Leyla McCalla Explores Matters of the Heart on Sun Without the Heat

Leyla McCalla – Sun Without the Heat 
Anti- Records

Leyla McCalla, erstwhile Carolina Chocolate Drop and occasional Our Native Daughter, is on a search: “I am trying to be free … I’m trying to find me,” she sings at the start of this album’s first song, “Open the Road.” Then later, near the end of Sun Without the Heat, she delivers herself a message: “Give yourself a break.”

In between, she depicts a struggle to balance life as a single mom with her mission as an artist and activist. It’s not that explicit, of course. On multiple levels, the album is an imaginative weave: With her deft band, the New York-raised, New Orleans-based musician (on cello, banjo, and guitar) pairs music from her Haitian-American roots with threads of its Caribbean, Latin-American, and African family tree. She also echoes her past explorations of economic disparity, cultural identity, and colonialism’s pernicious persistence while adding frank, poetic looks at her own heartbreaks, doubts, determination, and hope for renewal. As such, it’s the most engaging, dynamic and, crucially, personal of her five solo albums.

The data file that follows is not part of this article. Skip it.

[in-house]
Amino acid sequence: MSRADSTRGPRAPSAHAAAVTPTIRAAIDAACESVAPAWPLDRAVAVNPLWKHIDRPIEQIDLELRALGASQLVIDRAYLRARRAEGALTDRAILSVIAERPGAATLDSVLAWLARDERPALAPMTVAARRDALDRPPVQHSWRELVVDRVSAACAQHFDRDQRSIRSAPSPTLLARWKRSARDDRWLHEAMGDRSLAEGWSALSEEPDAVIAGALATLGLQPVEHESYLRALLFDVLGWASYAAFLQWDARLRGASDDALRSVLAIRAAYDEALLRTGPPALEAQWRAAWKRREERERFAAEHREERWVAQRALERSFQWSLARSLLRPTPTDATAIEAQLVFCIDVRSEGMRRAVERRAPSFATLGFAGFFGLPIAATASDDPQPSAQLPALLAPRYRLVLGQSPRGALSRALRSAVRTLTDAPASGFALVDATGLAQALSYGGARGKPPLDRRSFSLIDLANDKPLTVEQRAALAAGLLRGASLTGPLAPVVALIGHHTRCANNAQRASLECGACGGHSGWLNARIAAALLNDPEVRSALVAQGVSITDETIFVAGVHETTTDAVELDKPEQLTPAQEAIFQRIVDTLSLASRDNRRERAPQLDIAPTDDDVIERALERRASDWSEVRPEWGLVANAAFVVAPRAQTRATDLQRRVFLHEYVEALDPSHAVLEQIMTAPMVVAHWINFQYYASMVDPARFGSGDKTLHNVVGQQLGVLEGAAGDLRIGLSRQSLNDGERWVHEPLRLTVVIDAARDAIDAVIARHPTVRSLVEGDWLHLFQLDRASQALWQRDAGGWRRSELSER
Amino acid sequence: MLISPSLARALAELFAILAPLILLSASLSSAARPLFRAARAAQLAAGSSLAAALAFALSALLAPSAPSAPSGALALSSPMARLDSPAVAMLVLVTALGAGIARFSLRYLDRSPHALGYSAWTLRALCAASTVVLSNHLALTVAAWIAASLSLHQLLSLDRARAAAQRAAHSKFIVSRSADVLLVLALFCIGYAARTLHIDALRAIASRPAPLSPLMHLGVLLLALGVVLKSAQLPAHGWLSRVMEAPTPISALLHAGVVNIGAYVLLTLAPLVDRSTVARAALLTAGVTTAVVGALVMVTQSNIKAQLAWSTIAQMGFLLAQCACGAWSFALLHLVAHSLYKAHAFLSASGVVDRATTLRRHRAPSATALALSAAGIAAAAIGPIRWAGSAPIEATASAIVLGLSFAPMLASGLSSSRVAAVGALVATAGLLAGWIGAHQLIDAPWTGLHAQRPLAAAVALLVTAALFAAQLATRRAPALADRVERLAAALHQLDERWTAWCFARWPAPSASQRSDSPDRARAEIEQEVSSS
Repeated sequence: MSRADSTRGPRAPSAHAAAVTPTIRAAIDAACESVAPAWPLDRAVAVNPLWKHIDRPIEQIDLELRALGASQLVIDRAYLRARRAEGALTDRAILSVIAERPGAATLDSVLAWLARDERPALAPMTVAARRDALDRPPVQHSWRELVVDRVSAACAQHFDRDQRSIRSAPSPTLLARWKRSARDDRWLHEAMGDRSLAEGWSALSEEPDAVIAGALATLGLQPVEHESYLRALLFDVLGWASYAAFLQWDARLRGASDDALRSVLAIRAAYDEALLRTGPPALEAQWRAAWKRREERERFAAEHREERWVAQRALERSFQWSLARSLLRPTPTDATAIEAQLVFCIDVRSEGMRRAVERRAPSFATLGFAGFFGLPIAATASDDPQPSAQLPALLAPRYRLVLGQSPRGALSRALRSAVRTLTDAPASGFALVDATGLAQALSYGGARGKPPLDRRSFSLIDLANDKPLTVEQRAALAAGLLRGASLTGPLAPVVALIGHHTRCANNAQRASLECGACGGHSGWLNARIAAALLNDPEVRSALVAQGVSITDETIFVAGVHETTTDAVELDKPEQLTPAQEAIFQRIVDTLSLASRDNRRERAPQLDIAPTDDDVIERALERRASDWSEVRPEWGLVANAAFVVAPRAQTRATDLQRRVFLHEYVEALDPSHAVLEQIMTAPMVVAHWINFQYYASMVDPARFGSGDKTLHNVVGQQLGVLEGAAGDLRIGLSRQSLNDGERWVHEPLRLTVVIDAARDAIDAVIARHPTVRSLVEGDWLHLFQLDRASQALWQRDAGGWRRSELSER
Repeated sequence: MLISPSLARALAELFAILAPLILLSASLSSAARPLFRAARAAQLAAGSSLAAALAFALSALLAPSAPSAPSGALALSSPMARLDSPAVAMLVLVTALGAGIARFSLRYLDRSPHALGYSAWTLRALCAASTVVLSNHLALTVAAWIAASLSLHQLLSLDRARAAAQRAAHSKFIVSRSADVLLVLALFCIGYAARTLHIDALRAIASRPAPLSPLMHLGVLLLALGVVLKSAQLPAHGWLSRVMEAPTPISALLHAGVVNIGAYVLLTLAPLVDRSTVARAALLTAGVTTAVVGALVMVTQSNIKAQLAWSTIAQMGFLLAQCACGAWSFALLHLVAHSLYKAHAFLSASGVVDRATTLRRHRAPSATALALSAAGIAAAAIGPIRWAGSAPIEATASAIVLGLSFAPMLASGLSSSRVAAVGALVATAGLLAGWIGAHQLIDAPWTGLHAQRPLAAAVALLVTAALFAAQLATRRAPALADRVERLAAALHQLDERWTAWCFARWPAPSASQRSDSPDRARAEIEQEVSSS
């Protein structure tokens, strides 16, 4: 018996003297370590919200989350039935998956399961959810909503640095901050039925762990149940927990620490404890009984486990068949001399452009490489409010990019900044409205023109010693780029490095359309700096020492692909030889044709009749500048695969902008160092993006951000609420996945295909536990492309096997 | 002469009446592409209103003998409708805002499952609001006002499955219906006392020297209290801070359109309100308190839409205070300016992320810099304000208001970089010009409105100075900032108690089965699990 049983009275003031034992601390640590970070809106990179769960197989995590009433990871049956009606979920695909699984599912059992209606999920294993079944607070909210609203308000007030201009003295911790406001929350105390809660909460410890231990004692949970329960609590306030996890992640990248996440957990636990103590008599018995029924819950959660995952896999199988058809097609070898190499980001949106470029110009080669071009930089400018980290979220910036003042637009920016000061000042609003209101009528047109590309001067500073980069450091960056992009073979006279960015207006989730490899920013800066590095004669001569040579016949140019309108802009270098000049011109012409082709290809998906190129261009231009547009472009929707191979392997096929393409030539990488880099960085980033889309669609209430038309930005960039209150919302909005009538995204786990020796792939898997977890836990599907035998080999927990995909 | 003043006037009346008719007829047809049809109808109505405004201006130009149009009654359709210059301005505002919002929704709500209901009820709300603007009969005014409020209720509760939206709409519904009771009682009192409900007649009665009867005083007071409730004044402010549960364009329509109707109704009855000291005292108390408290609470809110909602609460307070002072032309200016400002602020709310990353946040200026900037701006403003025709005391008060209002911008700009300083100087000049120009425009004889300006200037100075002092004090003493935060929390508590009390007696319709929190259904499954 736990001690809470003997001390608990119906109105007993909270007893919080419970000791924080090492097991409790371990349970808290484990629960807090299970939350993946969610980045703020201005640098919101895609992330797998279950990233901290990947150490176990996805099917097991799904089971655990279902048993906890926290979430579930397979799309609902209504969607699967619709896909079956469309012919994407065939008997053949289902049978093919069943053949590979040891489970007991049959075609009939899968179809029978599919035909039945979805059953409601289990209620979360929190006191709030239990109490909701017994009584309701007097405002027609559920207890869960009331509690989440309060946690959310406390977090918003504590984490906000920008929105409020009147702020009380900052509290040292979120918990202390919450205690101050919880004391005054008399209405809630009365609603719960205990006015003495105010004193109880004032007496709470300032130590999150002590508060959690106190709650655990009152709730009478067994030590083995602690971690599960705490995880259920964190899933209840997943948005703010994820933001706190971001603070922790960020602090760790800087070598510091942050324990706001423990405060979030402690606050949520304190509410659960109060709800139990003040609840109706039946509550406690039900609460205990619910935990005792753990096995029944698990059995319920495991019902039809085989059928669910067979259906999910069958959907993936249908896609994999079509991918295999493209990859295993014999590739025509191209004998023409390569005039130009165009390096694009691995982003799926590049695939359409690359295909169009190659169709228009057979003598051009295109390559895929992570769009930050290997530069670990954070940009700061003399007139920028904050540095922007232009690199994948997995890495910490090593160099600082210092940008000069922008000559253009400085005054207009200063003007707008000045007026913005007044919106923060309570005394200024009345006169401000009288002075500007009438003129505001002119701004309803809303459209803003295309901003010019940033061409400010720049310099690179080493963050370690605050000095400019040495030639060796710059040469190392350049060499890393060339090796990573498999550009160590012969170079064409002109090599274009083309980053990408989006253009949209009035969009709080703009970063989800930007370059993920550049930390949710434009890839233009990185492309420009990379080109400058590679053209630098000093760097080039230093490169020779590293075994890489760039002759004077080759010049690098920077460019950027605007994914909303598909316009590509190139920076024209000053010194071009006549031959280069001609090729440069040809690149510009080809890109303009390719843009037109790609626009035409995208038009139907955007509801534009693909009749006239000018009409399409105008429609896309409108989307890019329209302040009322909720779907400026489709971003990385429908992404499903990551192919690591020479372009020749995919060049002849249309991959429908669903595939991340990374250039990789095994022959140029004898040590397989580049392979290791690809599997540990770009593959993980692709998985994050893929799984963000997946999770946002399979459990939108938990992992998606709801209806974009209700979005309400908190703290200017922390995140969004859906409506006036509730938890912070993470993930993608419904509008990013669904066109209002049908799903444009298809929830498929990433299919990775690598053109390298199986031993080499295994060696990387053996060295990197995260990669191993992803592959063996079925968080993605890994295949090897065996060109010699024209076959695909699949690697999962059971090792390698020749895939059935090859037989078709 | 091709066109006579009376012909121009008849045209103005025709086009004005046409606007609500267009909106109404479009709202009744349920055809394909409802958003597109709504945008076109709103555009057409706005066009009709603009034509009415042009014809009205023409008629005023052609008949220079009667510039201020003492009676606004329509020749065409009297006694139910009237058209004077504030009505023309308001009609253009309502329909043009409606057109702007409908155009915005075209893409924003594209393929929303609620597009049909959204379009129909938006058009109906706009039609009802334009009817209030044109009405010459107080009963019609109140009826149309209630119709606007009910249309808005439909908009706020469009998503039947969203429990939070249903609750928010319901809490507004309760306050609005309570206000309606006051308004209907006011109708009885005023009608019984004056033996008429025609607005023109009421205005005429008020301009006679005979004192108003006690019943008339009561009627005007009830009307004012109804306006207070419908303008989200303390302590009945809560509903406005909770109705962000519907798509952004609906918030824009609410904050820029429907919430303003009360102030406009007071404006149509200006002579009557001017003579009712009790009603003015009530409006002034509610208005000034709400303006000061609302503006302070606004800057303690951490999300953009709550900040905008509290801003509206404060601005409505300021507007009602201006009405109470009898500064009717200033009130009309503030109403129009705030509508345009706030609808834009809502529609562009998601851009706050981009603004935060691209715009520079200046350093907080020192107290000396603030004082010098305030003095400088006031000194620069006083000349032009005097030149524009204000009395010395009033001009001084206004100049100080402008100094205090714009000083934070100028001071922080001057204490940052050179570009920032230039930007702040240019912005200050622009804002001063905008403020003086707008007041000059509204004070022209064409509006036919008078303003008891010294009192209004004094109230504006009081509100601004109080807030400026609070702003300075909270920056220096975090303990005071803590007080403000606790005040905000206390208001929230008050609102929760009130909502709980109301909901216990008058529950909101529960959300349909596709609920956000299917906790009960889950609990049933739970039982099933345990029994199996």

She’d recently hinted at this fusion with her gripping multi-media theater work Breaking the Thermometer, which drew both from the violent history of Radio Haiti’s defiance of the nation’s dictatorships and from conversations with her own Haitian grandmother. Heat is something different, though. Even when she sings “Can’t have the sun without the heat,” a line from an 1857 Frederick Douglass speech meaning that anything good comes with struggle and work, she’s covering both cultural history and her own life. But overall, as on the torchy “So I’ll Go” and the quasi-rhumba “Tower,” the latter with a stinging guitar solo from guitarist Nahum Zdybel, McCalla is grappling with matters of her own heart.

Does she give herself a break? Well, kinda. The album closes with a prayer in “I Want to Believe.” Emphasis on the want. The struggles—personal and otherwise—will never be over. No sun without the heat. – GRADE: A

You can preview Sun Without the Heat at Bandcamp and elsewhere.

Anti- Records

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